HAVANA — Cuban President Raul Castro said Thursday that his government is willing to mend fences with bitter Cold War foe the United States and sit down to discuss anything, as long as it is a conversation between equals.
At the end of a Revolution Day ceremony marking the 59th anniversary of a failed uprising against a military barracks, Castro grabbed the microphone for apparently impromptu remarks. He echoed previous statements that no topic is off-limits, including U.S. concerns about democracy, freedom of the press and human rights on the island, as long as it is a conversation between equals.
"Any day they want, the table is set. This has already been said through diplomatic channels," Castro said. "If they want to talk, we will talk."
Washington would have to be prepared to hear Cuba's own complaints about the treatment of those issues in the United States and its European allies, he added.
"We are nobody's colony, nobody's puppet," Castro said.
Washington and Havana have not had diplomatic relations for five decades, and the 50-year-old U.S. embargo outlaws nearly all trade and travel to the island.
Later Thursday, Mike Hammer, assistant secretary for public affairs at the U.S. State Department, said that before there can be meaningful engagement, Cuba must institute democratic reforms, improve human rights and release Alan Gross, a Maryland native serving 15 years for bringing satellite and other communications equipment into Cuba illegally while on a USAID-funded democracy-building program.
"Our message is very clear to the Castro government: They need to begin to allow for the political freedom of expression that the Cuban people demand, and we are prepared to discuss with them how this can be furthered," Hammer said. "They are the ones ultimately responsible for taking those actions, and today we have not seen them."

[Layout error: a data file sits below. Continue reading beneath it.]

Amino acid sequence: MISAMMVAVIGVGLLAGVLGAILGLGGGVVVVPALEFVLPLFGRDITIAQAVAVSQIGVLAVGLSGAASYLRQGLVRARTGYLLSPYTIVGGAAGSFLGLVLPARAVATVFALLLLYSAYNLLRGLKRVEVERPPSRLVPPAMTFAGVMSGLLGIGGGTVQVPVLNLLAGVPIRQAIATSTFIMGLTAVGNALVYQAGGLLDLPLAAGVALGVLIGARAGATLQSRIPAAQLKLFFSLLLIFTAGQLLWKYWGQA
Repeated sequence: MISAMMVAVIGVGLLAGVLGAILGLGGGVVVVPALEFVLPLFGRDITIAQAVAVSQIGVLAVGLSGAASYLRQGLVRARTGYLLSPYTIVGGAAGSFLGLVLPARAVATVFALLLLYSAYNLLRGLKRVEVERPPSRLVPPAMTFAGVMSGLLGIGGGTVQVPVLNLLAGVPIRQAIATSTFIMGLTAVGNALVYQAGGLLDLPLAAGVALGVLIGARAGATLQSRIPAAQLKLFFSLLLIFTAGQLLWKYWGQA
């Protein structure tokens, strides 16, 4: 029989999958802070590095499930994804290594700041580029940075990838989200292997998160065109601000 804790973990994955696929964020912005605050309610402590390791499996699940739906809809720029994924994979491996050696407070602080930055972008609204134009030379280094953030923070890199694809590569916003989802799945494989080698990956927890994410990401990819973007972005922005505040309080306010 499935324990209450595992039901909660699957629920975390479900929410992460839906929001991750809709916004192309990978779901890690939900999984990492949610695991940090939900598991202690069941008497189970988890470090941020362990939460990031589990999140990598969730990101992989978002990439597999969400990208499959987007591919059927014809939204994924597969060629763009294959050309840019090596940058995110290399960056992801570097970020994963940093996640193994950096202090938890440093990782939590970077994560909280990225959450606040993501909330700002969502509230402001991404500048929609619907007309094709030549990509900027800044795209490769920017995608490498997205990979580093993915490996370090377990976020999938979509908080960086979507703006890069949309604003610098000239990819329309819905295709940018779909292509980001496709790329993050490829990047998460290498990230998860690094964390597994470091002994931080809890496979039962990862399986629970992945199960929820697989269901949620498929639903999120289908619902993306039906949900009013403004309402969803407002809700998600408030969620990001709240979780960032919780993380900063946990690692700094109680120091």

Hammer highlighted the brief detention this week of dozens of dissidents outside the funeral of prominent Oswaldo Paya, who died in a car crash last weekend, saying "the authoritarian tendencies are very evident on each and every day in Cuba."
Days after Paya's death, Raul Castro had harsh words for the island's opposition, accusing them of plotting to topple the government.
"Some small factions are doing nothing less than trying to lay the groundwork and hoping that one day what happened in Libya will happen here, what they're trying to make happen in Syria," Castro said.
Castro also reminisced about the 1959 Revolution, promised that Cuba will complete a trans-island expressway halted years ago for lack of funds, empathized with islanders' complaints about meager salaries and said once again that his five-year plan to overhaul Cuba's socialist economy will not be done hastily.
The July 26 national holiday was often used to make major announcements when Castro's older brother Fidel was president, but there were none on Thursday.
The main celebration kicked off at sunrise with music and speeches at a plaza in the eastern province of Guantanamo, home to the U.S. naval base of the same name.
The American presence in Guantanamo is a sore point for Havana, which demands the base be shut down and accuses the U.S. of torturing terror suspects held in the military prison.
"We will continue to fight such a flagrant violation. ... Never, under any circumstance, will we stop trying to recover that piece of ground," first Vice President Jose Ramon Machado Ventura said in the keynote address.
Musicians sang the song "Guantanamera," and a young girl read a speech paying homage to the revolution and resistance to "Yankee" imperialism.
"We will be like `Che,'" she said, repeating the mantra taught to schoolchildren across the island. Argentine-born guerrilla Ernesto "Che" Guevara is held up as a model of personal conduct in Cuba.
Associated Press writer Luis Alonso Lugo in Washington contributed to this report.